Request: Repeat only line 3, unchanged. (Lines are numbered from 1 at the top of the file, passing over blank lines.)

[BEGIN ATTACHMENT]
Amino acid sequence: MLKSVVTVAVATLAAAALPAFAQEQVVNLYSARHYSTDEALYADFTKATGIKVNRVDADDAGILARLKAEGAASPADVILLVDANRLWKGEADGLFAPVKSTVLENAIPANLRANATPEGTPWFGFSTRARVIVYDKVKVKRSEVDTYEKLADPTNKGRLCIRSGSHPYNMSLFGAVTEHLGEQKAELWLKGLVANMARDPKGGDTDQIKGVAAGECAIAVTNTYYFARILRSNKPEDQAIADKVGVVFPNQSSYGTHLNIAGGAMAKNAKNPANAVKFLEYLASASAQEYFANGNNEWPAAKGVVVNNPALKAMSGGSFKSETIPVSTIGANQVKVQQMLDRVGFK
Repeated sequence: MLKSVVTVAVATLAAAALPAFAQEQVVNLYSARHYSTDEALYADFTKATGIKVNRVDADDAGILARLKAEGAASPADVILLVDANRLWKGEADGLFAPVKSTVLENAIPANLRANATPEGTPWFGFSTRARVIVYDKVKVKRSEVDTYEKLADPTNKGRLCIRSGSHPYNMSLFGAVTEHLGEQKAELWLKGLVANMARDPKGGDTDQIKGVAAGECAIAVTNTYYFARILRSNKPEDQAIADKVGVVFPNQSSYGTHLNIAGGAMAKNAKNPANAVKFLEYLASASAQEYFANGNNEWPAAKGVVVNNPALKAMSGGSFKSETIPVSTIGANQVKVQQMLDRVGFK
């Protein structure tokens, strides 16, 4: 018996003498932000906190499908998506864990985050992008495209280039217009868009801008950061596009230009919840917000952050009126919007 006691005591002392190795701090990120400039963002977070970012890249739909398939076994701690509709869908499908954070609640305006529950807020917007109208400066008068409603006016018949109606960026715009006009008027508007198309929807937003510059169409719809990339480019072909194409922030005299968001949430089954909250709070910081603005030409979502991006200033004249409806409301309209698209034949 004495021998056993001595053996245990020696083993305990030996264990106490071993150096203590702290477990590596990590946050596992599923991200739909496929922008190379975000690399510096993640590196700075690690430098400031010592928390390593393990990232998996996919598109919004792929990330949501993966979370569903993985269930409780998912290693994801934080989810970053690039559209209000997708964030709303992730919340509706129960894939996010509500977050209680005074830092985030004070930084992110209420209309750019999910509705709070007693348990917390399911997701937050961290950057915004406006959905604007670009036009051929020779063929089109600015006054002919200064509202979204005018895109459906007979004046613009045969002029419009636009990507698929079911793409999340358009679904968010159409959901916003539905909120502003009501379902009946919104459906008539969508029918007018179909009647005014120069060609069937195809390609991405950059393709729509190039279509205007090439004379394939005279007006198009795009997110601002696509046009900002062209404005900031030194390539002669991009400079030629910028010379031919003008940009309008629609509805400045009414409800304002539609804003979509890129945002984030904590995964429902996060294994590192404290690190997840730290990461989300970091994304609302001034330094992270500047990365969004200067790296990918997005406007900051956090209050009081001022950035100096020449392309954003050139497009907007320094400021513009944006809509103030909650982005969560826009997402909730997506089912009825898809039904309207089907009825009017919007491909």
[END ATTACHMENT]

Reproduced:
């Protein structure tokens, strides 16, 4: 018996003498932000906190499908998506864990985050992008495209280039217009868009801008950061596009230009919840917000952050009126919007 006691005591002392190795701090990120400039963002977070970012890249739909398939076994701690509709869908499908954070609640305006529950807020917007109208400066008068409603006016018949109606960026715009006009008027508007198309929807937003510059169409719809990339480019072909194409922030005299968001949430089954909250709070910081603005030409979502991006200033004249409806409301309209698209034949 004495021998056993001595053996245990020696083993305990030996264990106490071993150096203590702290477990590596990590946050596992599923991200739909496929922008190379975000690399510096993640590196700075690690430098400031010592928390390593393990990232998996996919598109919004792929990330949501993966979370569903993985269930409780998912290693994801934080989810970053690039559209209000997708964030709303992730919340509706129960894939996010509500977050209680005074830092985030004070930084992110209420209309750019999910509705709070007693348990917390399911997701937050961290950057915004406006959905604007670009036009051929020779063929089109600015006054002919200064509202979204005018895109459906007979004046613009045969002029419009636009990507698929079911793409999340358009679904968010159409959901916003539905909120502003009501379902009946919104459906008539969508029918007018179909009647005014120069060609069937195809390609991405950059393709729509190039279509205007090439004379394939005279007006198009795009997110601002696509046009900002062209404005900031030194390539002669991009400079030629910028010379031919003008940009309008629609509805400045009414409800304002539609804003979509890129945002984030904590995964429902996060294994590192404290690190997840730290990461989300970091994304609302001034330094992270500047990365969004200067790296990918997005406007900051956090209050009081001022950035100096020449392309954003050139497009907007320094400021513009944006809509103030909650982005969560826009997402909730997506089912009825898809039904309207089907009825009017919007491909």